Tim O’Brien travels many roads on new CD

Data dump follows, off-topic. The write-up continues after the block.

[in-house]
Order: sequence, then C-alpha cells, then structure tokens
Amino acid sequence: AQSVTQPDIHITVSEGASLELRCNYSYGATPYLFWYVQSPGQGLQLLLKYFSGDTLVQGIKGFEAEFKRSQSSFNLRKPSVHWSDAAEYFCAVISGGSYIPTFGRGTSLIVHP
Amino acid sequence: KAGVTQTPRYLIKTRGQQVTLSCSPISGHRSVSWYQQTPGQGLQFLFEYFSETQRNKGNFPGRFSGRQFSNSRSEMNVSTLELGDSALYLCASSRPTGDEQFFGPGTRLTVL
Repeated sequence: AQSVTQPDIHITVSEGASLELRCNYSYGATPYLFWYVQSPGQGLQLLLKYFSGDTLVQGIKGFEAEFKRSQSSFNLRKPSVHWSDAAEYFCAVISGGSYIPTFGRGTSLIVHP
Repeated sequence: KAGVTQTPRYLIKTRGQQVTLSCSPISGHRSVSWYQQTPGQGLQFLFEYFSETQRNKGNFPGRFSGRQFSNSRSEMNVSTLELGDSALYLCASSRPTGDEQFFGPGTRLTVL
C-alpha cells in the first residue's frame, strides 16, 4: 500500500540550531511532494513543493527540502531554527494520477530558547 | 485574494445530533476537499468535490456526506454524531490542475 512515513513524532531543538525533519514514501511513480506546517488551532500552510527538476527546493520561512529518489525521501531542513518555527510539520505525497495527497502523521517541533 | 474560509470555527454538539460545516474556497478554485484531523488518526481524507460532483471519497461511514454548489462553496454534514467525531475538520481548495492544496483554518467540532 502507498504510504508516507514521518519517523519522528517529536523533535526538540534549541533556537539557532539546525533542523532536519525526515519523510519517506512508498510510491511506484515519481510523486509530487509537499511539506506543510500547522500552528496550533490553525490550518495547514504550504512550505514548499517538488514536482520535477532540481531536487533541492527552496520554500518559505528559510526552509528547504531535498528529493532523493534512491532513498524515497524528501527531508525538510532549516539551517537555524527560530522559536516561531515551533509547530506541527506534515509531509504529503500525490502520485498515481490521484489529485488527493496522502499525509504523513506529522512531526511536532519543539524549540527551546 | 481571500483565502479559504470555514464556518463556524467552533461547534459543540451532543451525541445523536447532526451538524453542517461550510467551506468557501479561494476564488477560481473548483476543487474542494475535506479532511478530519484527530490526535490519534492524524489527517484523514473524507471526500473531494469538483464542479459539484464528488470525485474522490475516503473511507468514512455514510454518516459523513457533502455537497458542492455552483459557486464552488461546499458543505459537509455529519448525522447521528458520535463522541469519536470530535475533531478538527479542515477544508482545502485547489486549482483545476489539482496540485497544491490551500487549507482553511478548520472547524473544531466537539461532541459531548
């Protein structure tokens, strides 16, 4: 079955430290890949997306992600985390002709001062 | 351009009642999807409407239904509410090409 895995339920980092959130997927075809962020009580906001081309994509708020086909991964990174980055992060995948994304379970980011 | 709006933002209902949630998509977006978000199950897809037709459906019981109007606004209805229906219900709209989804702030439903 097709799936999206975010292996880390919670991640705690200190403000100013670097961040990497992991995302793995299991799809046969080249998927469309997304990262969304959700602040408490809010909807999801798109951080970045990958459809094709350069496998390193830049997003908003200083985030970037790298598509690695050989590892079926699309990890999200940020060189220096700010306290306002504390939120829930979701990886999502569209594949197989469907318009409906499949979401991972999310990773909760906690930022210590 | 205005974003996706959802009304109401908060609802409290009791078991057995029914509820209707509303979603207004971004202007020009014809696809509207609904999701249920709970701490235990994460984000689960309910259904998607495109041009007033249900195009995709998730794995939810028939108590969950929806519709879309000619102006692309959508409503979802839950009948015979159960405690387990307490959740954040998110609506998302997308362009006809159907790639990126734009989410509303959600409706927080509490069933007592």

Reviews of recent CDs from the string music world, with plenty of input from Tim O’Brien and Jerry Douglas.Tim O’Brien, “Traveler”produced by O’Brien (Sugar Hill)Few musicians travel with their music as extensively and as successfully as Tim O’Brien. Wherever you put him, whatever he does, O’Brien makes it sound right and true. His projects range from Colorado-based Hot Rize, one of the premier bluegrass bands ever, to his acclaimed Irish music ensemble The Crossing, to ongoing duos with Darrell Scott and sister Mollie O’Brien. As a songwriter, he has had his songs done by the Dixie Chicks, Nickel Creek and Garth Brooks; as an interpreter, he did an entire album of Bob Dylan songs, the superb “Red on Red.” O’Brien sings like a dream, and plays mandolin, guitar, violin and bouzouki.”Traveler” spotlights most of O’Brien’s many sides, with emphasis on his songwriting. All but one of the songs was written or co-written by O’Brien, and are centered around the traveling theme. Within those parameters, O’Brien finds all kinds of corners to explore. “Kelly Joe’s Shoes” is a playful travelogue about an actual pair of shoes, given to O’Brien by musician Kelly Joe Phelps. “Restless Spirit Wandering,” “Less and Less,” “Travelers” and “Forty-Nine Keep on Talking” are likewise travel songs, telling the rules and ways of the road. Most ring with the tinge of weariness, but O’Brien, helped by Bla Fleck, Jerry Douglas, Casey Driessen, Jon Randall Stewart, Dirk Powell, Jonell Mosser and Edgar Meyer, lights the way. Del McCoury Band, “It’s Just the Night”produced by Del & Ronnie McCoury (Sugar Hill)No one has done a better job of making contemporary bluegrass music, while sticking tightly to the bluegrass fundamentals, than the Del McCoury Band. The group retains the standard bluegrass instrumentation of guitar, mandolin, banjo, fiddle and bass – all acoustic, of course. For the most part, it’s just Del and the boys – including Del’s sons, Ronnie on mandolin and Robbie on banjo – with a short guest list.The McCourys make their distinctive mark in choosing their material. “My Love Will Not Change” and Delbert McClinton’s “Same Kind of Crazy” are made bluegrass songs only by dint of the McCoury Band making them so. The chord progressions especially are removed from the bluegrass basics. The McCourys show a continuing deep fondness for Richard Thompson: like their last CD, 2001’s “Del & the Boys,” “It’s Just the Night” opens with a Thompson song, this time “Dry My Tears & Move On.” For good measure, they also cover Thompson’s “Two-Faced Love.” Gospel vocal group the Fairfield Four joins in on the title track, with Del’s voice hitting those chilling tones just right. The group gets even deeper into the gospel with a take on Don Reno’s “The Angels Singing.” And the members take turns showing off their individual picking skills on Ronnie McCoury’s lightning-fast, original instrumental “Hillcrest Drive.”With music like this, it’s little wonder that bluegrass is enjoying such popularity these days. And even less of a wonder why the Del McCoury Band is atop the bluegrass heap.Andrea Zonn, “Love Goes On”produced by Zonn (Compass)Andrea Zonn is best known to me as the violinist in Lyle Lovett’s Large Band. But on her solo debut, Zonn comes out swinging as singer, bandleader, producer and string wizard.”Love Goes On” is reminiscent of Alison Krauss’ excellent 1999 album “Forget About It.” It’s not bluegrass, but smart vocal pop music distinguished by gorgeous low-key singing and backing instrumentation largely from bluegrass instruments. On “Love Goes On,” the songs come from everywhere (except Zonn herself). There’s a cover of “Weather With You,” by Crowded House’s Neil & Tim Finn, and another Neil Finn tune, “Better Be Home Soon.” Marcus Harmon, who appears as a backup singer, also contributes two songs, including the gorgeous “Galilee Road.” A high point is the gospel-like “In My Own Backyard,” with Vince Gill adding harmony vocals. Other guests on the album include Tim O’Brien, Jerry Douglas, and Compass Records owner Alison Brown on banjo. I imagine we’ll be hearing more from Zonn. The Waifs, “Up All Night”(Compass)Australian trio the Waifs were an apparent hit at this summer’s Telluride Bluegrass Festival. On “Up All Night,” their fourth album, the group is easy to like, as they mix blues, folk and acoustic rock. It’s slicked up some: Singing sisters Vikki and Donna Simpson seem to know all the tricks; at times, “Up All Night” has eerie echoes of Joan Osborne’s “Relish.” But as Osborne did on that massively popular album, the Waifs tread the line between calculation and earthiness well.I’d love to hear the Waifs team with a producer who convinces them to take off some of the sheen. Matt Flinner Quartet, “Walking on the Moon”produced by the Matt Flinner Quartet (Compass)Mandolinist Matt Flinner strays into Flecktones territory here, taking a bluegrass instrument and putting it in the context of an electric combo that plays a style closer to funk, jazz and rock than bluegrass. The results are impressive. Flinner – with electric guitarist Gawain Matthews, bassist Sam Bevan and drummer Aaron Johnston, with Colin Bricker adding samples on two tracks – makes a lively instrumental sound. The opener “Men From Boise” lays down an enjoyable, up-tempo groove; “Walk the Plank” throws an Irish accent into the mix. For cover material, Flinner and Co. try the Police’s “Walking on the Moon” and a medley of Duke Ellington’s “Caravan” and the Meters’ “Cissy Strut,” but the original tunes provide a far more satisfying framework.Yonder Mountain String Band & Benny Galloway, “Old Hands”produced by Sally Van Meter (Frog Pad Records)While Colorado’s Yonder Mountain String Band has ascended to near the top of the bluegrass world, the music has seemed to lag behind the popularity. “Old Hands” is easily the best album the quartet has released, and they had a lot of help in making it. The songs all come from Benny Galloway, a longtime Colorado picker who served as something of a mentor to Yonder Mountain in their earliest days. Galloway sings several of the songs, with each of the Yonder Mountain fellows picking two favorite Galloway tunes to sing. The guest pickers – Jerry Douglas, Tim O’Brien, Darol Anger, Sally Van Meter and more – provide most of the instrumental sparks. “Old Hands” is a fine record. Galloway’s songs are varied and distinctive; Van Meter’s production is bright; the playing is wonderful. But how much of this can be credited to Yonder Mountain is debatable.”Reflections, Vol. 1, Reflections from the Telluride Bluegrass Festival”produced by Steve Szymanski (Frog Pad Records)Colorado seems to be the leading edge of forward-looking bluegrass, thanks in no small measure to the broad-minded Telluride Bluegrass Festival. “Reflections, Vol. 1” collects 14 tracks recorded between 1990-99 at Telluride, and it’s just a small slice of a huge treasure chest. Much of it has only the slightest relation to bluegrass: The collection opens with James Taylor doing the traditional “Wild Mountain Thyme,” followed by Shawn Colvin covering Richard Thompson’s “Wall of Death”; it closes with John Hiatt doing his own “Lipstick Sunset.” But Telluride has always been about expanding the acoustic music realm, not working within tight definitions of bluegrass. Closer to bluegrass are tracks from Nickel Creek, the Del McCoury Band, the Johnson Mountain Boys, and a remarkable feat of four-hand banjo-picking from the duet of Bla Fleck & Tony Trischka. Among the surprises is Dan Fogelberg’s “Sutter’s Mill,” backed by a group featuring Fleck, Jerry Douglas, Sam Bush and Tim O’Brien.